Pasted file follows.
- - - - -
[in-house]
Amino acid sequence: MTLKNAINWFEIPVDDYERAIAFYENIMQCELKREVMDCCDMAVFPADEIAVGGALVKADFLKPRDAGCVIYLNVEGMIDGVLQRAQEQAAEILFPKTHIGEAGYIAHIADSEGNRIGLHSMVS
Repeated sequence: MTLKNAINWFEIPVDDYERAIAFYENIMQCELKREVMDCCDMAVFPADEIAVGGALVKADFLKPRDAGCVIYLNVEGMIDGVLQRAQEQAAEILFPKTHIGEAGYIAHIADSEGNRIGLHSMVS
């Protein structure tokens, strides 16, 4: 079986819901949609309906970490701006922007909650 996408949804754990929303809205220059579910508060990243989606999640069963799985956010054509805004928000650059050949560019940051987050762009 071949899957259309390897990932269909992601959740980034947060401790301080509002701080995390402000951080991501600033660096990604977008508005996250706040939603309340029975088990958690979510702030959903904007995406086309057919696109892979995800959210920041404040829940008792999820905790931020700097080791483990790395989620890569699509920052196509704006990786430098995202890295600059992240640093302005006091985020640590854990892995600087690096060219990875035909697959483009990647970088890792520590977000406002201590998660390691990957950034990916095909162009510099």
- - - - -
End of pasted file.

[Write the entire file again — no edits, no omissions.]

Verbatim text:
[in-house]
Amino acid sequence: MTLKNAINWFEIPVDDYERAIAFYENIMQCELKREVMDCCDMAVFPADEIAVGGALVKADFLKPRDAGCVIYLNVEGMIDGVLQRAQEQAAEILFPKTHIGEAGYIAHIADSEGNRIGLHSMVS
Repeated sequence: MTLKNAINWFEIPVDDYERAIAFYENIMQCELKREVMDCCDMAVFPADEIAVGGALVKADFLKPRDAGCVIYLNVEGMIDGVLQRAQEQAAEILFPKTHIGEAGYIAHIADSEGNRIGLHSMVS
């Protein structure tokens, strides 16, 4: 079986819901949609309906970490701006922007909650 996408949804754990929303809205220059579910508060990243989606999640069963799985956010054509805004928000650059050949560019940051987050762009 071949899957259309390897990932269909992601959740980034947060401790301080509002701080995390402000951080991501600033660096990604977008508005996250706040939603309340029975088990958690979510702030959903904007995406086309057919696109892979995800959210920041404040829940008792999820905790931020700097080791483990790395989620890569699509920052196509704006990786430098995202890295600059992240640093302005006091985020640590854990892995600087690096060219990875035909697959483009990647970088890792520590977000406002201590998660390691990957950034990916095909162009510099």